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Mayra Cortes, Literature

Mayra Cortes is a candidate for the Ph.D. in literature at the University of California, San Diego. She is working on completing her dissertation, titled, The Sound of Acousmatic Empire: Spanish and English Sonic Warfare in Utopian ‘New Worlds,’ 1542-1638. Currently, she’s working on publishing her article, “Acousmatic Noise: Racialization and Resistance in The Tempest’s ‘New World’ Soundscape.” She attended Cerritos Community College and transferred to UCLA. At UCSD, she has had the honor to serve as an educator in various programs, including First Year and Transfer Year Experience (FYE/TYE) program for Warren College and Muir College, the Chancellor’s Associate Scholars Program (CASP) in the Education Studies Department, and Preparing Accomplished Transfers to the Humanities in the literature department. This summer she will be teaching a course she created, titled, “Sounds of Resistance: The Future is Now!” She has served as a leader of her community by bringing together the Graduate Student Association (GSA) and the Undocumented Student Services (USS) in order to make UCSD a more inclusive space for undocumented/DACA students. She volunteers for the USS, the Learning Communities, and the Academic Enrichment Program, where she shares her story and demystifies the graduate school application. One of her most fulfilling experiences has been being a mentor for undocumented/DACA students. Her purpose is to bring communities together to support the personal, academic, and career goals of students. She believes that with a courageous, generous, and creative voice we can all thrive, not just survive.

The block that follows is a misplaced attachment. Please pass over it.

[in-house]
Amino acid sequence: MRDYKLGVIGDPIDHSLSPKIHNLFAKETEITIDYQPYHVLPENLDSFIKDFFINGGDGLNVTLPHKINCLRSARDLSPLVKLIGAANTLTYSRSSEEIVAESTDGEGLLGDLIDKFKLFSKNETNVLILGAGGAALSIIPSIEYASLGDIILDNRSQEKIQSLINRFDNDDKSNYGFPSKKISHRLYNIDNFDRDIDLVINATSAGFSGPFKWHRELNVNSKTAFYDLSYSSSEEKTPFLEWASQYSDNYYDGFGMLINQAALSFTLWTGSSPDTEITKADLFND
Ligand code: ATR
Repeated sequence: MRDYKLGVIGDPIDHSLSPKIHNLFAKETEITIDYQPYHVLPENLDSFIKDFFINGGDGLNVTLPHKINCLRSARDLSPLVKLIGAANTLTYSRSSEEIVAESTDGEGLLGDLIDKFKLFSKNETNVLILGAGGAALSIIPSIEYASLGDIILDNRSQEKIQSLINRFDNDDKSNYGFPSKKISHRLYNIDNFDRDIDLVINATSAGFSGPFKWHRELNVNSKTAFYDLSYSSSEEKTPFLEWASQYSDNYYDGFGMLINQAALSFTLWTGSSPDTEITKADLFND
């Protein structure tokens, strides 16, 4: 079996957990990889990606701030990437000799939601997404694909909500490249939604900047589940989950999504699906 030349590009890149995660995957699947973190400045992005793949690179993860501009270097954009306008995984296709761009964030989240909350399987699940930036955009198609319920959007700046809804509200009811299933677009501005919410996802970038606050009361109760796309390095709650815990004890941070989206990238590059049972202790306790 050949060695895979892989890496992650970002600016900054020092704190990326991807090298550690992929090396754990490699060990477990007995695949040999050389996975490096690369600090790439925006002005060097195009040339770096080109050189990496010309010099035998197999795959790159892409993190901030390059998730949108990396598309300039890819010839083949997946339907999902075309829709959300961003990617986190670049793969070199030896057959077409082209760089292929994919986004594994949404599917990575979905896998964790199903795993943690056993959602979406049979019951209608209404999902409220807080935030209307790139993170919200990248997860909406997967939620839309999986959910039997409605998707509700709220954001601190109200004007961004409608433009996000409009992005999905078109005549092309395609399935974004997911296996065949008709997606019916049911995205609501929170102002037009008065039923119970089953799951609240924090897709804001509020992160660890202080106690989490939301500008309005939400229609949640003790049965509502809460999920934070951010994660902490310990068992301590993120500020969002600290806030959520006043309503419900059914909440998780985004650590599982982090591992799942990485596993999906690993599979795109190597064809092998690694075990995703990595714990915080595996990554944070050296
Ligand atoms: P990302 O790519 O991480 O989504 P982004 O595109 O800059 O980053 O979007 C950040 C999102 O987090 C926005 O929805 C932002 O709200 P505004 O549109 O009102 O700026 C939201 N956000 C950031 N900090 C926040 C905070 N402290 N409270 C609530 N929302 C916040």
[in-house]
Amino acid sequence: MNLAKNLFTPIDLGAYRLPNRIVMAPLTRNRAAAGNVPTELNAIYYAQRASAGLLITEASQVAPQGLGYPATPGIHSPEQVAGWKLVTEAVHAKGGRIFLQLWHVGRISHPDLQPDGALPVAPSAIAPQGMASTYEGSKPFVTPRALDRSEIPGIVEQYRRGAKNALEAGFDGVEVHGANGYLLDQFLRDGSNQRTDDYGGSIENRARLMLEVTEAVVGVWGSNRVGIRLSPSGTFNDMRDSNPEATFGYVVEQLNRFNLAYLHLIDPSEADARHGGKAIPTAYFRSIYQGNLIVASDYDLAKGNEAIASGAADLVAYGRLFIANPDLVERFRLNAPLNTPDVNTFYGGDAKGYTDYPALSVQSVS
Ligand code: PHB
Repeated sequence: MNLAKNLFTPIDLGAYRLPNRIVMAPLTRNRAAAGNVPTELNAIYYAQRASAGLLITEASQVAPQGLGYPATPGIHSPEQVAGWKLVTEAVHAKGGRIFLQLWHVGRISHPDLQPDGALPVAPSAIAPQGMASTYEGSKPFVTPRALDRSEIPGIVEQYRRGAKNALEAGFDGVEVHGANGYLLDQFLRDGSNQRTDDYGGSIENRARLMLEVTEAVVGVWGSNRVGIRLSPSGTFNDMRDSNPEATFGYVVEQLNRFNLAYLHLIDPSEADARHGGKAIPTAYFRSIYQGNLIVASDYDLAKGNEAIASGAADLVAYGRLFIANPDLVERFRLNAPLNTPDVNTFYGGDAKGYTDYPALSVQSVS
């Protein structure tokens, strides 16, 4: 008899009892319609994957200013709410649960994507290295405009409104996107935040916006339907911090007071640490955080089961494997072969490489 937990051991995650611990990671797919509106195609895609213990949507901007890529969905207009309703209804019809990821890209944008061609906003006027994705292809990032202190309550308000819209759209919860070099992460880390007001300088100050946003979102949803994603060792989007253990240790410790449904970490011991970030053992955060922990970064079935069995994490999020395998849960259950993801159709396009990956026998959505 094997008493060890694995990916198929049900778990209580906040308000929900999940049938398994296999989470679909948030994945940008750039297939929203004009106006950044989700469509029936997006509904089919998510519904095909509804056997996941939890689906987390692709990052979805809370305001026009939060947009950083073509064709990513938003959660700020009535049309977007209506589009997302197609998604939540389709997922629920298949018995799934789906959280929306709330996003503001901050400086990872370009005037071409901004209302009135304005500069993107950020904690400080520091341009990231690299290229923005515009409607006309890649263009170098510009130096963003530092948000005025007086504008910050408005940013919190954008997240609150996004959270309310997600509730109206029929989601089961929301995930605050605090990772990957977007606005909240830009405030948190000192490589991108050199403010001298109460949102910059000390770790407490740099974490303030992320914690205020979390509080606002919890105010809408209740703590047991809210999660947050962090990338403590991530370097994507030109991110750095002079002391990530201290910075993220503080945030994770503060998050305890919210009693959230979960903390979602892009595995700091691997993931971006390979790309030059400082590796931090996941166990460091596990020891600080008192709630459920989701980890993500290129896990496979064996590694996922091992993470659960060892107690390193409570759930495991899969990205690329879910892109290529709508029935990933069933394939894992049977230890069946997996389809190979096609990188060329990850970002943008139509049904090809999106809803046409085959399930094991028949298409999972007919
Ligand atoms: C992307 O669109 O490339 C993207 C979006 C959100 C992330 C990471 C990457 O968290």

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Syeda ShahBano Ijaz, Political Science